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New anti-swatting law requiring pranksters to reimburse cities starts Jan. 1

Swat teams suit up to sweep the SoCal Edison building.
Shirley Jahad/KPCC
Swat teams suit up to sweep the SoCal Edison building.

Starting January 1, pranksters convicted of “swatting” will be required to reimburse the municipal departments that responded to the fake emergency for their services.

The new anti-swatting law takes effect January 1 and orders those convicted of falsely reporting an emergency to reimburse the city departments up to $10,000 for responding to the scene.

Swatting is when a person reports an emergency to 911 dispatchers. The phone call seems to be coming from inside the victim’s home or their cell phone. Teams of police, fire and SWAT are sent to respond to a sometimes empty home but law enforcement say the fake emergencies tie up resources and can seriously hurt someone.

“Individuals involved in the swatting were just out for the hype, for the publicity, for the entertainment of it,” said Lt. Mark Reina of LAPD’s Hollywood Division.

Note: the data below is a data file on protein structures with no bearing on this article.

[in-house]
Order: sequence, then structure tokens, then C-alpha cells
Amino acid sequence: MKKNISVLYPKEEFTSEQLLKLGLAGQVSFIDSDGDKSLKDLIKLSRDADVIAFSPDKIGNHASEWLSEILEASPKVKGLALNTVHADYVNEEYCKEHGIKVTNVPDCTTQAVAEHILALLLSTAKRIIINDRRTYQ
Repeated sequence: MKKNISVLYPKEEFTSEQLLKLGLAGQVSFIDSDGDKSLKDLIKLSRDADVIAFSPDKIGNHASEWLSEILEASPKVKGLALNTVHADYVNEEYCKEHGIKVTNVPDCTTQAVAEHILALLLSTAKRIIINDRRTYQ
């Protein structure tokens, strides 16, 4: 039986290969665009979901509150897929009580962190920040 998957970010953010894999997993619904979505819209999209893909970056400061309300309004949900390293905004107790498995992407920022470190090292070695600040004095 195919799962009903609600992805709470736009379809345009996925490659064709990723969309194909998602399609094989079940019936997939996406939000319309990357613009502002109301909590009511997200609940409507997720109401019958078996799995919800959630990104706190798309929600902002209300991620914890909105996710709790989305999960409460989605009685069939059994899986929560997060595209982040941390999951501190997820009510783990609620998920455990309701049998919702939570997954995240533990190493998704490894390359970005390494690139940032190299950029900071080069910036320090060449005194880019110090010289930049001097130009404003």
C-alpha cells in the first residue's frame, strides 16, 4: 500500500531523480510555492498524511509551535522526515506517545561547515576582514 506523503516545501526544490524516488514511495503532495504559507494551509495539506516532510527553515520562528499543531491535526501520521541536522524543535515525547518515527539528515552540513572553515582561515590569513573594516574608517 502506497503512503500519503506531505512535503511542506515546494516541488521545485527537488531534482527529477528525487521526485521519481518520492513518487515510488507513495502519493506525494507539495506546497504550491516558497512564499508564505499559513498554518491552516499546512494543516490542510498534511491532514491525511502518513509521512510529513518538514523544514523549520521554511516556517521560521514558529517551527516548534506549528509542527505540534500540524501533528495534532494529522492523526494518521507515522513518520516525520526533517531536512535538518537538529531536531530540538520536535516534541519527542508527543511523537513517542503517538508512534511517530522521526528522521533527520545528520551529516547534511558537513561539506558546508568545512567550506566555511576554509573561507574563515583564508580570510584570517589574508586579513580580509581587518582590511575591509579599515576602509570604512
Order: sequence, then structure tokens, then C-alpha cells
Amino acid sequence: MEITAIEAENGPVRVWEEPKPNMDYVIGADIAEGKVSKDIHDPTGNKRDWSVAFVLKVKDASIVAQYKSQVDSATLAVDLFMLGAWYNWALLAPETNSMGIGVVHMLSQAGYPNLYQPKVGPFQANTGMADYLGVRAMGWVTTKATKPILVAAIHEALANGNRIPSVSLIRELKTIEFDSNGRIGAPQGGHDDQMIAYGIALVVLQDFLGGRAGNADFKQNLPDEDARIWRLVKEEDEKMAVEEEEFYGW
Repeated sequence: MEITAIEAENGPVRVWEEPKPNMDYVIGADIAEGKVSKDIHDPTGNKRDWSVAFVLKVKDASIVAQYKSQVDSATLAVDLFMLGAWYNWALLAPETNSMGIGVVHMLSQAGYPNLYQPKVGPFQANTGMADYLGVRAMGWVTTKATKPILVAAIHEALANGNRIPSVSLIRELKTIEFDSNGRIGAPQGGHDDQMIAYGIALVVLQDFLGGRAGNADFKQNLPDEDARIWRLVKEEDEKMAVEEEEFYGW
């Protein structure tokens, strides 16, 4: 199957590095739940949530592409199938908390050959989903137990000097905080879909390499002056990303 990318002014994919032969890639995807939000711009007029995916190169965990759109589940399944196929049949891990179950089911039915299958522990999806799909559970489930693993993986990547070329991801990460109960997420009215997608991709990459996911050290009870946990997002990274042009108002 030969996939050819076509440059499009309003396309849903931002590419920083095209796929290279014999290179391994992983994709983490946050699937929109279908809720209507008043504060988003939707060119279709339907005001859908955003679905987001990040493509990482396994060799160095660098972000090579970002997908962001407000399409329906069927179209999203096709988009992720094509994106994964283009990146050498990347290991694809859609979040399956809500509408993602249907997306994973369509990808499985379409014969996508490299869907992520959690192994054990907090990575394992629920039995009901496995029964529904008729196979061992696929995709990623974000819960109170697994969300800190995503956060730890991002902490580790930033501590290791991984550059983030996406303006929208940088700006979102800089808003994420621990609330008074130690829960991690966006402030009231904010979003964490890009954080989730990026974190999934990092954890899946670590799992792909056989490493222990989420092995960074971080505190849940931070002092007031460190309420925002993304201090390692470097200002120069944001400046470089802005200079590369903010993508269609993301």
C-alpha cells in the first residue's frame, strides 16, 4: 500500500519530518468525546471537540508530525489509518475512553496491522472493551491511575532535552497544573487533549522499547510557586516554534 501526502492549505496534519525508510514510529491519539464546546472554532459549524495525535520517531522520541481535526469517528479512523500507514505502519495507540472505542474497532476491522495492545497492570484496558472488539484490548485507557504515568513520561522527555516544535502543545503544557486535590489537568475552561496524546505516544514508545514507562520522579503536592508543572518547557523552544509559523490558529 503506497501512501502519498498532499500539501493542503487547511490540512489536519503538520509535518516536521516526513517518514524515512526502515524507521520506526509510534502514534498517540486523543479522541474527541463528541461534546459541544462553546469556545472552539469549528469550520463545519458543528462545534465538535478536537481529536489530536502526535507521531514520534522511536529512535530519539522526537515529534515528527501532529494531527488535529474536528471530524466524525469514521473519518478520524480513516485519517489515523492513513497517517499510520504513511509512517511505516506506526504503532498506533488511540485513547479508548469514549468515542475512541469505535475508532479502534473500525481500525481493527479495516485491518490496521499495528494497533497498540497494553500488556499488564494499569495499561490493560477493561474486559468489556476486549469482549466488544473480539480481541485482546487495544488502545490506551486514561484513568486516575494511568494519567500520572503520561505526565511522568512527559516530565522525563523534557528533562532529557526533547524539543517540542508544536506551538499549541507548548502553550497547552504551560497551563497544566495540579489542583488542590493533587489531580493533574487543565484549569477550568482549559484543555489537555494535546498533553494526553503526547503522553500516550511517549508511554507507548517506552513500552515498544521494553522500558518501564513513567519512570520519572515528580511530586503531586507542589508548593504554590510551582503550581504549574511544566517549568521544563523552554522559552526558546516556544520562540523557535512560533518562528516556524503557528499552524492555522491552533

The bill was introduced as a way to discourage the number of swatting calls law enforcement had to deal with. The prank began two years ago when pop singer Miley Cyrus’ house was swatted. It snowballed into the next year when celebrities Simon Cowell, Rihanna, Justin Timberlake, Tom Cruise, and other high-profiled figures were targeted.

Reina said the majority of swatting calls the LAPD received were aimed at celebrities but a handful of them over the last year have targeted regular businesses.

In March, a 12-year old boy admitted to swatting the homes of Ashton Kutcher and Justin Bieber as well as a bank.

Not long after that, the LAPD made a policy decision to stop sending press releases when a swatting incident occurred. It now requires a public records request to confirm if a swatting call has occurred and to get details on the incident.

Reina said after that decision, the police department saw a dramatic decrease in the number of swatting calls but he didn’t have hard numbers to confirm that downward trend.

Last month, the L.A. City Council approved a motion that allowed the city to offer rewards to people who can help police identify swatting callers. Council Member Paul Koretz, who experienced two swatting calls to his apartment in 2012, sponsored the motion.